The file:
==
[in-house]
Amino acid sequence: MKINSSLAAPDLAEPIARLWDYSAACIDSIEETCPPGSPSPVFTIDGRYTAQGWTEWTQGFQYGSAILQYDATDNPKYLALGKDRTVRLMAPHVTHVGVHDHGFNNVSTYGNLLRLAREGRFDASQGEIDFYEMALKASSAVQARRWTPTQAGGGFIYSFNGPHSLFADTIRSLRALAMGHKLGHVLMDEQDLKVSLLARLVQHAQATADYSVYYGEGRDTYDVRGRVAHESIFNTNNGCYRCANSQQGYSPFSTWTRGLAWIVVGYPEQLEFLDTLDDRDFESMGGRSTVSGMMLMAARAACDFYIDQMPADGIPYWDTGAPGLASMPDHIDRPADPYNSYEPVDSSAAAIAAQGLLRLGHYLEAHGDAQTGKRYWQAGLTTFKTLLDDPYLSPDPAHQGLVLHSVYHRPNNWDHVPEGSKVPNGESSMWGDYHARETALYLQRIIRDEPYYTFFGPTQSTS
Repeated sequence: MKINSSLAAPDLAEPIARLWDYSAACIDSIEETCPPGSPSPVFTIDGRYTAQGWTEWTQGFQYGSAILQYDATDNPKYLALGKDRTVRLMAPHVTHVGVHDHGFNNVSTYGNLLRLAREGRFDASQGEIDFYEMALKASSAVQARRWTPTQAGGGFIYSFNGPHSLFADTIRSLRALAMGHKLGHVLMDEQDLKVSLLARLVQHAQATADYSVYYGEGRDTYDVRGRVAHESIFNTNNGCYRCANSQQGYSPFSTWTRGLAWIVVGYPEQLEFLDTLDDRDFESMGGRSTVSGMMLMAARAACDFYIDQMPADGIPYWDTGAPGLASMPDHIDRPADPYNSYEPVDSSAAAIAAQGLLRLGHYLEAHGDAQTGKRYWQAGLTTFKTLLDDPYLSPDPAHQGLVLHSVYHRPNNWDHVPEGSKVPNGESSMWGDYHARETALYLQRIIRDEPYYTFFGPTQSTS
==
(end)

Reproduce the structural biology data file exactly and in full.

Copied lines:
[in-house]
Amino acid sequence: MKINSSLAAPDLAEPIARLWDYSAACIDSIEETCPPGSPSPVFTIDGRYTAQGWTEWTQGFQYGSAILQYDATDNPKYLALGKDRTVRLMAPHVTHVGVHDHGFNNVSTYGNLLRLAREGRFDASQGEIDFYEMALKASSAVQARRWTPTQAGGGFIYSFNGPHSLFADTIRSLRALAMGHKLGHVLMDEQDLKVSLLARLVQHAQATADYSVYYGEGRDTYDVRGRVAHESIFNTNNGCYRCANSQQGYSPFSTWTRGLAWIVVGYPEQLEFLDTLDDRDFESMGGRSTVSGMMLMAARAACDFYIDQMPADGIPYWDTGAPGLASMPDHIDRPADPYNSYEPVDSSAAAIAAQGLLRLGHYLEAHGDAQTGKRYWQAGLTTFKTLLDDPYLSPDPAHQGLVLHSVYHRPNNWDHVPEGSKVPNGESSMWGDYHARETALYLQRIIRDEPYYTFFGPTQSTS
Repeated sequence: MKINSSLAAPDLAEPIARLWDYSAACIDSIEETCPPGSPSPVFTIDGRYTAQGWTEWTQGFQYGSAILQYDATDNPKYLALGKDRTVRLMAPHVTHVGVHDHGFNNVSTYGNLLRLAREGRFDASQGEIDFYEMALKASSAVQARRWTPTQAGGGFIYSFNGPHSLFADTIRSLRALAMGHKLGHVLMDEQDLKVSLLARLVQHAQATADYSVYYGEGRDTYDVRGRVAHESIFNTNNGCYRCANSQQGYSPFSTWTRGLAWIVVGYPEQLEFLDTLDDRDFESMGGRSTVSGMMLMAARAACDFYIDQMPADGIPYWDTGAPGLASMPDHIDRPADPYNSYEPVDSSAAAIAAQGLLRLGHYLEAHGDAQTGKRYWQAGLTTFKTLLDDPYLSPDPAHQGLVLHSVYHRPNNWDHVPEGSKVPNGESSMWGDYHARETALYLQRIIRDEPYYTFFGPTQSTS